Lateralization of dementia of depression in stroke patients

Am J Psychiatry. 1989 May;146(5):627-34. doi: 10.1176/ajp.146.5.627.

Abstract

In a group of stroke patients with left-hemisphere lesions, those with major depression performed significantly below nondepressed patients on four of nine cognitive domains examined with a neuropsychological test battery. Among patients with right-hemisphere stroke, those with major depression did not perform below nondepressed patients on any of the nine cognitive domains. The differential effect of depression on cognitive performance between left- and right-hemisphere lesion groups could not be accounted for by demographic variables, neurological symptoms, lesion location, or lesion size. Poststroke major depression appeared to produce a decline in cognitive performance or dementia of depression that depended on the laterality of the lesion.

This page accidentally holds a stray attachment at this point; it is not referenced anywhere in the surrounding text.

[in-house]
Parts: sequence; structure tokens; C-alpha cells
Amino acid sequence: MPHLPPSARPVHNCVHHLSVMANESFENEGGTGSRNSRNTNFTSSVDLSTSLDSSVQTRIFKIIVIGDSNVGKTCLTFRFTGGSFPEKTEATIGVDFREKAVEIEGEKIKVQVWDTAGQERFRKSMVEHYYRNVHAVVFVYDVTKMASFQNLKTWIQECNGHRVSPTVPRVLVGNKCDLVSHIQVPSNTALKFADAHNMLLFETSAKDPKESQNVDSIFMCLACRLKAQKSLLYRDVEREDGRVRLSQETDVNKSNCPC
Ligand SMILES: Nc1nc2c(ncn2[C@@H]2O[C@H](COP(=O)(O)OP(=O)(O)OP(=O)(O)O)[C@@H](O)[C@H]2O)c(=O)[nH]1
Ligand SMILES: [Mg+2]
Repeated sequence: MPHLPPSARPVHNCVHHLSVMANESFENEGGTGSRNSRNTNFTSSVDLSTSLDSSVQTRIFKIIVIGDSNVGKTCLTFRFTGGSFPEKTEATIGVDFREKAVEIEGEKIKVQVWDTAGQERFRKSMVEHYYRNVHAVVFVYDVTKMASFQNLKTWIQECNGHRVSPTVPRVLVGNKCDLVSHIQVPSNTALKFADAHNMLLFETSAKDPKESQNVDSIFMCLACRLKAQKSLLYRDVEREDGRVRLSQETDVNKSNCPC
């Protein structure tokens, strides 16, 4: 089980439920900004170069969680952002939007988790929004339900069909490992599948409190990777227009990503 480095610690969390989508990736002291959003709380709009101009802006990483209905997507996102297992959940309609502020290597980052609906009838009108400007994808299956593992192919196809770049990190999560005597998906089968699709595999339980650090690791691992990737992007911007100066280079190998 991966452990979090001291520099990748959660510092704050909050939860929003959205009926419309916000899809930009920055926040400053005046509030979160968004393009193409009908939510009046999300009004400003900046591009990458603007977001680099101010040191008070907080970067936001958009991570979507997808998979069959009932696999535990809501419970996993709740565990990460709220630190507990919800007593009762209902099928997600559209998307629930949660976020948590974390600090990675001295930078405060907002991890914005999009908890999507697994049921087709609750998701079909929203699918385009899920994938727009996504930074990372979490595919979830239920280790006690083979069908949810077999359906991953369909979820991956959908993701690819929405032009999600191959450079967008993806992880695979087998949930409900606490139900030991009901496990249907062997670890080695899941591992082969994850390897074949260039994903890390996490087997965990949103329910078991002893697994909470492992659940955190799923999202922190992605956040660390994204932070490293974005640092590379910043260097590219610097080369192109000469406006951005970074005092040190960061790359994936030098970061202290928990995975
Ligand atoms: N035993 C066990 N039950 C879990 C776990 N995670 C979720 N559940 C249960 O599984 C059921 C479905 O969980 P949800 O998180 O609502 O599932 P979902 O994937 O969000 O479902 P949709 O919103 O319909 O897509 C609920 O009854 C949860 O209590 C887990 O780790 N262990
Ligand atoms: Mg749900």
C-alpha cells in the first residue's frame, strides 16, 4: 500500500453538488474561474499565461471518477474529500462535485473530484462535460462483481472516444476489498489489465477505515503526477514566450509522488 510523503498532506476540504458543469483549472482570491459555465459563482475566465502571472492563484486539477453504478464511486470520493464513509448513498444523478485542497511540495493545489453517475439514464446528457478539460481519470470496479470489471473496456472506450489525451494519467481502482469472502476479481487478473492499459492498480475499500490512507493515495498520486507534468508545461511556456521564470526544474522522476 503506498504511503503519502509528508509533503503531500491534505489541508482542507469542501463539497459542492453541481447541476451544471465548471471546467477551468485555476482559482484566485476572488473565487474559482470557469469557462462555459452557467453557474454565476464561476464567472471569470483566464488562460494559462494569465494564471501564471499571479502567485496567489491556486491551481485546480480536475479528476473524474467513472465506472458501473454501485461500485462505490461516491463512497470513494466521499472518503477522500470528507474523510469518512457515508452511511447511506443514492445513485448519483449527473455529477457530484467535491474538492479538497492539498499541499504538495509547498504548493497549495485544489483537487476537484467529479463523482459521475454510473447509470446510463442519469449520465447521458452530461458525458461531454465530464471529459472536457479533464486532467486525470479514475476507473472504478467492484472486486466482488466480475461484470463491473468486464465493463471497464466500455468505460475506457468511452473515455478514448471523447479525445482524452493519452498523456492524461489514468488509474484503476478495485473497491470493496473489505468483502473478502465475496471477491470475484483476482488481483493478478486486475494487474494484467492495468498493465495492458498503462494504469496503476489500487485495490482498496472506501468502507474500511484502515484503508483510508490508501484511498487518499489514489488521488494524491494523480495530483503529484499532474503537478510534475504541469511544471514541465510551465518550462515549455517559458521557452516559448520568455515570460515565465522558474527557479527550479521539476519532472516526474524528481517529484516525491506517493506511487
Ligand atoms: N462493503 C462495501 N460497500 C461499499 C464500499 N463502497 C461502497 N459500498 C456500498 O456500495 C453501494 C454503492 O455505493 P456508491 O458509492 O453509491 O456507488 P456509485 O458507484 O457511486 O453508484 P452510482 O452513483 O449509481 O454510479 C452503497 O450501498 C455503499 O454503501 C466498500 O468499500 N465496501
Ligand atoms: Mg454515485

Publication types

  • Comparative Study
  • Research Support, Non-U.S. Gov't
  • Research Support, U.S. Gov't, P.H.S.

MeSH terms

  • Brain / physiopathology
  • Cerebrovascular Disorders / complications*
  • Dementia / diagnosis*
  • Dementia / etiology
  • Dementia / physiopathology
  • Depressive Disorder / diagnosis*
  • Depressive Disorder / etiology
  • Depressive Disorder / physiopathology
  • Female
  • Functional Laterality* / physiology
  • Humans
  • Male
  • Middle Aged
  • Neuropsychological Tests*
  • Tomography, X-Ray Computed